Warning! Searching the Oxford Dictionary of National Biography (ODNB) can be addictive. As the saying goes,“all human life is here”.
Most people use this dictionary to search for a specific individual. However you may not be aware that using the advanced search options selecting other search criteria will create lists of names of the great and the good and also, it must be said, the not-so-good. It is this searching capability that makes the online version so much more powerful than the paper volumes.
To use the advanced search facility, click on one of the “More Search Options” displayed beneath the main search box.
Curiosity led me to check how many people with Westminster borough connections are listed. The answer is currently 3980. However this figure is misleading as a casual check of a few entries revealed than the connection was often limited either to their unfortunate death in one of the borough’s hospitals, attendance at one of the borough’s schools or the fact they were politicians so had the obvious Westminster connection.
I reduced this huge number of entries firstly by selecting Marylebone for the location and further whittling down the number of entries by selecting the “Law and Crime” category. Amongst the list of lawyers and judges I found Henry Fauntleroy, a banker employed in the bank Marsh, Sibbald & Co. of Berners Street, Marylebone, He began a criminal career by fraudulently appropriating trust moneys and securities deposited by customers in the Berners Street bank and by forging powers of attorney, he was able to sell consols, annuities, navy loans and other government stock to support the credit of the bank and personal gain. The fraud totalling £36,000 was discovered in 1824, the current value equivalent of £36 million. Despite appeals, Henry Fauntleroy was publicly hanged in front of an estimated crowd of 100,000 outside Newgate Gaol.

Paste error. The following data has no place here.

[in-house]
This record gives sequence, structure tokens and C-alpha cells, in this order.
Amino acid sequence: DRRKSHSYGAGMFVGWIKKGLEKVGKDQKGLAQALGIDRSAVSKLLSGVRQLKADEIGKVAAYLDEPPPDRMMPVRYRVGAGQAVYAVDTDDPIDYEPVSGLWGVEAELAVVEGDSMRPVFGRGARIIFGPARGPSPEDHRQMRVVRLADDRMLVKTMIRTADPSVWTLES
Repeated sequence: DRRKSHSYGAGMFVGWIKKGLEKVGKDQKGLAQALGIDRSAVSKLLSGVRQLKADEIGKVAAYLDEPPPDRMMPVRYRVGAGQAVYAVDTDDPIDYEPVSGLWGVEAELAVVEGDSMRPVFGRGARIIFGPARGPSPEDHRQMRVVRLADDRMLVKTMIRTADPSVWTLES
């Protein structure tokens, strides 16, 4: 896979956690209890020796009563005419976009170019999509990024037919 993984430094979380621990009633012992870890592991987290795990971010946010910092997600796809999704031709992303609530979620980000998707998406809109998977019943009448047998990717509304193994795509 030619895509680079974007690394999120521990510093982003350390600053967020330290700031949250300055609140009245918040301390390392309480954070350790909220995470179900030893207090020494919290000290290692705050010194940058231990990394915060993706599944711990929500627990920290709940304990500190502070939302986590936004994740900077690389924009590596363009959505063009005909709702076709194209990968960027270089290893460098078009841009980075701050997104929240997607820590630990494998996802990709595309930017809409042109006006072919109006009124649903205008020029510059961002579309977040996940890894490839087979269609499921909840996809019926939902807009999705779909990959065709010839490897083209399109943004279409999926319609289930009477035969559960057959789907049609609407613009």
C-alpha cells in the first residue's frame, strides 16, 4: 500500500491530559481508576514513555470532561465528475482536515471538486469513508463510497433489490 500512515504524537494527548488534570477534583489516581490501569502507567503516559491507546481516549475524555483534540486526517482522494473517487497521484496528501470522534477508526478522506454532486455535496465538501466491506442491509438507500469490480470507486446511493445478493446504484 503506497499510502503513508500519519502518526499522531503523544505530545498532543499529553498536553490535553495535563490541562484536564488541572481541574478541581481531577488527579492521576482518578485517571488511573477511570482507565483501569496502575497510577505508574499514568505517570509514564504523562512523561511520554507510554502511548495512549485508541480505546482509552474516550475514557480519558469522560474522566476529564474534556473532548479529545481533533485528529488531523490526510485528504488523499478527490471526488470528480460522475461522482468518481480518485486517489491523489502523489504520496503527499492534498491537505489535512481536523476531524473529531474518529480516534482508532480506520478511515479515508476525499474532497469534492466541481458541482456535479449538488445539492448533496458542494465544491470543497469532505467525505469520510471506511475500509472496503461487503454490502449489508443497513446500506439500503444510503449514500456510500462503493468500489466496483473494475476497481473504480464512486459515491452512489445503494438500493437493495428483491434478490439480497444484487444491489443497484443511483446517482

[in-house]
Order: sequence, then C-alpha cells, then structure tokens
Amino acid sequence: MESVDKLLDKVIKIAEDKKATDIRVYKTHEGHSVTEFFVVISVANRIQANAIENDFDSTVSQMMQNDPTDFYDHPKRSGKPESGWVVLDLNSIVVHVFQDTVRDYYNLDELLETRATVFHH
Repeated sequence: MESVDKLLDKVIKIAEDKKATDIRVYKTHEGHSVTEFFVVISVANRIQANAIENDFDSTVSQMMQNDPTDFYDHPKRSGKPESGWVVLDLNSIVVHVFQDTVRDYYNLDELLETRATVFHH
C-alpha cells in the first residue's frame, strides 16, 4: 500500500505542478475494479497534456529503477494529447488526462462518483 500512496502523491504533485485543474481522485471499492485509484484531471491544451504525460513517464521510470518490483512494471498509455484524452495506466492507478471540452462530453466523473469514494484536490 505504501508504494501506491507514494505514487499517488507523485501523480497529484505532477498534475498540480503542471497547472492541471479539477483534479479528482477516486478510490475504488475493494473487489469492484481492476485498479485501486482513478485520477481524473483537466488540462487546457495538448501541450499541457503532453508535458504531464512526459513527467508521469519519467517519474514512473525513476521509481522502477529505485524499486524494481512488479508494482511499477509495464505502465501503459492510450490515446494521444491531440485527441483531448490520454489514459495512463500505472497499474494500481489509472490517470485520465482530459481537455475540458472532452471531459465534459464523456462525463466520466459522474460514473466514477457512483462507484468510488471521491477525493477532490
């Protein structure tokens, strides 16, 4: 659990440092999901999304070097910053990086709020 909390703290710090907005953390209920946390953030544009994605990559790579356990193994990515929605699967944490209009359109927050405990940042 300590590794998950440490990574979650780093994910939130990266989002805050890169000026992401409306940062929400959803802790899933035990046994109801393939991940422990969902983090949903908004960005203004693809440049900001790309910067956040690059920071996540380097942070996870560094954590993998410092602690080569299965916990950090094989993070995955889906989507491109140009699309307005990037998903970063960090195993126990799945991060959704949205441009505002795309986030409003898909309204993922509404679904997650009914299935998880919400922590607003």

You may wonder why he is included. The DNB does not only include the great and the good. To quote the website “the Oxford Dictionary of National Biography is the national record of men and women who have shaped British history and culture, worldwide, from the Romans to the 21st century”. Henry Fauntleroy’s significance in British history is that his fraud led to major banking reforms with the passing of the 1826 Banking Act.
Finally it is also worth investigating the ‘Themes’ tab to display the large number of collective biographies brought together under such topics as climbers of Everest, British monarchs, First World War poets and significant military and political leaders involved in that conflict. Other lists include founder members of institutions and significant groups in British history.
(For other examples of how to dig deep into the resources of the ODNB, see this post from 2012.)